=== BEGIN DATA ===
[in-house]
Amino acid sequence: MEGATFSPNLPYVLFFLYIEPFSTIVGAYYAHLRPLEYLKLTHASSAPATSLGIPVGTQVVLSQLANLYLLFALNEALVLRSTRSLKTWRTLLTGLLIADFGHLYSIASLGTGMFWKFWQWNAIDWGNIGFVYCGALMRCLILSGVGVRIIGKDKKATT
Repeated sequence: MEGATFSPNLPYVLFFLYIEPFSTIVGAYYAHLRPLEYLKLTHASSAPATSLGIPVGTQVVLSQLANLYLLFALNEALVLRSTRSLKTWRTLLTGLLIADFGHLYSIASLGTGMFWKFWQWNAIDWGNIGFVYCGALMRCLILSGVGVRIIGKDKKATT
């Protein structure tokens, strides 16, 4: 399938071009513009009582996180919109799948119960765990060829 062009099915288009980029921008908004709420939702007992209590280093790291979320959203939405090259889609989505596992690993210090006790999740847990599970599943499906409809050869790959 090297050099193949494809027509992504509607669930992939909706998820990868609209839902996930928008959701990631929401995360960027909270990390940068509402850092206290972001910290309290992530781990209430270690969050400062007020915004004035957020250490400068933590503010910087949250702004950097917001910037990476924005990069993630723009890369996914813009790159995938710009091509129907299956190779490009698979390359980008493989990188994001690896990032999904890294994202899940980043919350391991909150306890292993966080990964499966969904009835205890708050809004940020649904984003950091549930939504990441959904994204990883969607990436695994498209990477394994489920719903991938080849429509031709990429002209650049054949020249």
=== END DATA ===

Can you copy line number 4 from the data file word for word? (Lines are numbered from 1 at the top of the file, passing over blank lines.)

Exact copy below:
């Protein structure tokens, strides 16, 4: 399938071009513009009582996180919109799948119960765990060829 062009099915288009980029921008908004709420939702007992209590280093790291979320959203939405090259889609989505596992690993210090006790999740847990599970599943499906409809050869790959 090297050099193949494809027509992504509607669930992939909706998820990868609209839902996930928008959701990631929401995360960027909270990390940068509402850092206290972001910290309290992530781990209430270690969050400062007020915004004035957020250490400068933590503010910087949250702004950097917001910037990476924005990069993630723009890369996914813009790159995938710009091509129907299956190779490009698979390359980008493989990188994001690896990032999904890294994202899940980043919350391991909150306890292993966080990964499966969904009835205890708050809004940020649904984003950091549930939504990441959904994204990883969607990436695994498209990477394994489920719903991938080849429509031709990429002209650049054949020249």